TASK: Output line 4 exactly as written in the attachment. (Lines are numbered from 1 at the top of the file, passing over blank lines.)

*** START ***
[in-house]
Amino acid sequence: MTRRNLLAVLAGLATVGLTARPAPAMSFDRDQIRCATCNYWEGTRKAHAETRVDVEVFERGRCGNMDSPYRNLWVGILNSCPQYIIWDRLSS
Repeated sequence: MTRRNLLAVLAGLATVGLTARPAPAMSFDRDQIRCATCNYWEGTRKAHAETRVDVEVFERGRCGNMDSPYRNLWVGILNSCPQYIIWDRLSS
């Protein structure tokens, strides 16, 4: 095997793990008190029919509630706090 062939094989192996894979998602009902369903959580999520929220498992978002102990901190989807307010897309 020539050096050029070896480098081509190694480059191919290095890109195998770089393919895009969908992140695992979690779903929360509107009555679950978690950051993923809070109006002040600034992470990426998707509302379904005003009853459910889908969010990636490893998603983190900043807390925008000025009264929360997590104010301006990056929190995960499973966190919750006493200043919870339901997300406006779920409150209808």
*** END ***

């Protein structure tokens, strides 16, 4: 095997793990008190029919509630706090 062939094989192996894979998602009902369903959580999520929220498992978002102990901190989807307010897309 020539050096050029070896480098081509190694480059191919290095890109195998770089393919895009969908992140695992979690779903929360509107009555679950978690950051993923809070109006002040600034992470990426998707509302379904005003009853459910889908969010990636490893998603983190900043807390925008000025009264929360997590104010301006990056929190995960499973966190919750006493200043919870339901997300406006779920409150209808």